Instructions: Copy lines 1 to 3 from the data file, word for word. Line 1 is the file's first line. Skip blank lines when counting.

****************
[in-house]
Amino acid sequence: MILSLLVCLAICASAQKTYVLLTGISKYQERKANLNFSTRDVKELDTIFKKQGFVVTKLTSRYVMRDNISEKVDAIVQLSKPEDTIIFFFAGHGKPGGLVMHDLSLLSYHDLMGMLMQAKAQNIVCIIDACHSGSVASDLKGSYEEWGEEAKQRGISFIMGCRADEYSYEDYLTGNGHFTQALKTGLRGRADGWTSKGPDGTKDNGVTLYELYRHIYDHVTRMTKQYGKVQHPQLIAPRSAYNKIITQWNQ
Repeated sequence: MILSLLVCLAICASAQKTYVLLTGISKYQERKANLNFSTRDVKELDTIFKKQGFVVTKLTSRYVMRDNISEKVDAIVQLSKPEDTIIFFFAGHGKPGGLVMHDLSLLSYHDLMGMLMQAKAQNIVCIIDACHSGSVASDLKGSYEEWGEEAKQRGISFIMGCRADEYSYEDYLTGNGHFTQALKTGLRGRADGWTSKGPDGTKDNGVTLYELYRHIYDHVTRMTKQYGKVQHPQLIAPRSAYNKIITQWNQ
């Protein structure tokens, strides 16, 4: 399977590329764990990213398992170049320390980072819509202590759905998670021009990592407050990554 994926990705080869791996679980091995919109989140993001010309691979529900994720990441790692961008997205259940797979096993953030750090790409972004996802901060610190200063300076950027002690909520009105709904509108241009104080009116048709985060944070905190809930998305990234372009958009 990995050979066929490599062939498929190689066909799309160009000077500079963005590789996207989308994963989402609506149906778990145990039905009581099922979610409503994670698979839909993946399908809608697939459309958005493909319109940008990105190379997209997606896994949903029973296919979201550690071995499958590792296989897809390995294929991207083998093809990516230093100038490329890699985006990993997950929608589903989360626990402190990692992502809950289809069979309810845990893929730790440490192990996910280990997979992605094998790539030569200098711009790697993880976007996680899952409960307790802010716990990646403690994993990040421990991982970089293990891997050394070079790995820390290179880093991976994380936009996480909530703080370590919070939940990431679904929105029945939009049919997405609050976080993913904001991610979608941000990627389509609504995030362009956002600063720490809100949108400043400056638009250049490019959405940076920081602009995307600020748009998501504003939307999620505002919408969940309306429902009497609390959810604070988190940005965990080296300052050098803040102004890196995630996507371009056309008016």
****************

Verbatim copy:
[in-house]
Amino acid sequence: MILSLLVCLAICASAQKTYVLLTGISKYQERKANLNFSTRDVKELDTIFKKQGFVVTKLTSRYVMRDNISEKVDAIVQLSKPEDTIIFFFAGHGKPGGLVMHDLSLLSYHDLMGMLMQAKAQNIVCIIDACHSGSVASDLKGSYEEWGEEAKQRGISFIMGCRADEYSYEDYLTGNGHFTQALKTGLRGRADGWTSKGPDGTKDNGVTLYELYRHIYDHVTRMTKQYGKVQHPQLIAPRSAYNKIITQWNQ
Repeated sequence: MILSLLVCLAICASAQKTYVLLTGISKYQERKANLNFSTRDVKELDTIFKKQGFVVTKLTSRYVMRDNISEKVDAIVQLSKPEDTIIFFFAGHGKPGGLVMHDLSLLSYHDLMGMLMQAKAQNIVCIIDACHSGSVASDLKGSYEEWGEEAKQRGISFIMGCRADEYSYEDYLTGNGHFTQALKTGLRGRADGWTSKGPDGTKDNGVTLYELYRHIYDHVTRMTKQYGKVQHPQLIAPRSAYNKIITQWNQ